The actors are as talented as they are appealing, but their performances are layered and very deliberate, especially Wyld's take on Marie, who transitions from unfeeling robot to a being of pure emotions, which can be rough for someone who has never experienced them before. In case you can't tell, I adored this intelligent, curious film about the very essence and mechanics of caring for someone. Fisher deconstructs the process in a fictitious way that still resonates with truth, and by stripping away all of the cutesy behavior and awful stuff of romantic-comedies, he's arrived with a movie that is both sweet and dangerous. OXV: THE MANUAL is not afraid to get brainy, nor does it shy away from a bit of magic. I'm not sure I could pass a frequency test on this film, but that didn't stop me from loving it.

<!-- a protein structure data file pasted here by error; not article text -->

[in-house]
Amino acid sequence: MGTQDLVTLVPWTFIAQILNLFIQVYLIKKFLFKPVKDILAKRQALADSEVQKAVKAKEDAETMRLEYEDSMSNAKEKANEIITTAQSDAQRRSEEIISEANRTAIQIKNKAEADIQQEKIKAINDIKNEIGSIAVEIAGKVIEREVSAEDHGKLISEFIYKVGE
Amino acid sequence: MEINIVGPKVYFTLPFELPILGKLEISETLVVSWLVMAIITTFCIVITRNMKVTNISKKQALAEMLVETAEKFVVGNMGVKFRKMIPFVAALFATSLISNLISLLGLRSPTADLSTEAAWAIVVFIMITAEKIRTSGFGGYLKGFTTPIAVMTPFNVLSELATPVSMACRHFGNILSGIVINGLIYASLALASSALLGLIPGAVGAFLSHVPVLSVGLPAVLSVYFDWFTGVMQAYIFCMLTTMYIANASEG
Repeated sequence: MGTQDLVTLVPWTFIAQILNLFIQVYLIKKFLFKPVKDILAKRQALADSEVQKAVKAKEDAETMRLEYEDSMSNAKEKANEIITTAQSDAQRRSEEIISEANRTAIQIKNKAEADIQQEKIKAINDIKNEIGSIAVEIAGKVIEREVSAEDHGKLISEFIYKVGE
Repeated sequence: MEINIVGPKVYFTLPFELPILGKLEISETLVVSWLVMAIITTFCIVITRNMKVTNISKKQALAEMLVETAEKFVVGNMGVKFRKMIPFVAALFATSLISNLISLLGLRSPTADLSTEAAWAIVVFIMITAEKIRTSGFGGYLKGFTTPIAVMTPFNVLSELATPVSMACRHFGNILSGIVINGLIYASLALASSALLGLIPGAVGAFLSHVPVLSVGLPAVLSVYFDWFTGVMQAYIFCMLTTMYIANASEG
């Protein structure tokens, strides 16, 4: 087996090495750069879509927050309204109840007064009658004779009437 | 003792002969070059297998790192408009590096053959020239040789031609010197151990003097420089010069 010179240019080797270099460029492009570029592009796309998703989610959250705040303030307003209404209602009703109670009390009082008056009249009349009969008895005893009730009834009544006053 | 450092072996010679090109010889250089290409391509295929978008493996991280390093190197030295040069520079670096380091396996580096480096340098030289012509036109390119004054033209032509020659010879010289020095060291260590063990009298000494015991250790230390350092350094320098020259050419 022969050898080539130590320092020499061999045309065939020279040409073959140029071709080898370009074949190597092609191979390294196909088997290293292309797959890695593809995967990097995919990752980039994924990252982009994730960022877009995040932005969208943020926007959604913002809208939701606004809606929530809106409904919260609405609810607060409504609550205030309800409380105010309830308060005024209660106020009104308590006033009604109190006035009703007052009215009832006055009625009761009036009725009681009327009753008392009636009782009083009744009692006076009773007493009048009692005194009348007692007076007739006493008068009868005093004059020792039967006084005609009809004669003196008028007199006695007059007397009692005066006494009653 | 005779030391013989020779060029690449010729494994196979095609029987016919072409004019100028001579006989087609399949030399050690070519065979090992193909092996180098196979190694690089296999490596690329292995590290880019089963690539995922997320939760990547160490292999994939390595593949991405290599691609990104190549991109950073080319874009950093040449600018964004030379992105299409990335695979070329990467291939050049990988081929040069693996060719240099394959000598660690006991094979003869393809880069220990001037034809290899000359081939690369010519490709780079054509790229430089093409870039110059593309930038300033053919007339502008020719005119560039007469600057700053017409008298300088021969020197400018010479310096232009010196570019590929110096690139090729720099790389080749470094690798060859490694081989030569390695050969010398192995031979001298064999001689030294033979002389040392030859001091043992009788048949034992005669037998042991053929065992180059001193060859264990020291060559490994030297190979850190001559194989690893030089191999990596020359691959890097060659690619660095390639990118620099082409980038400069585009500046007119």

-- Steve Prokopy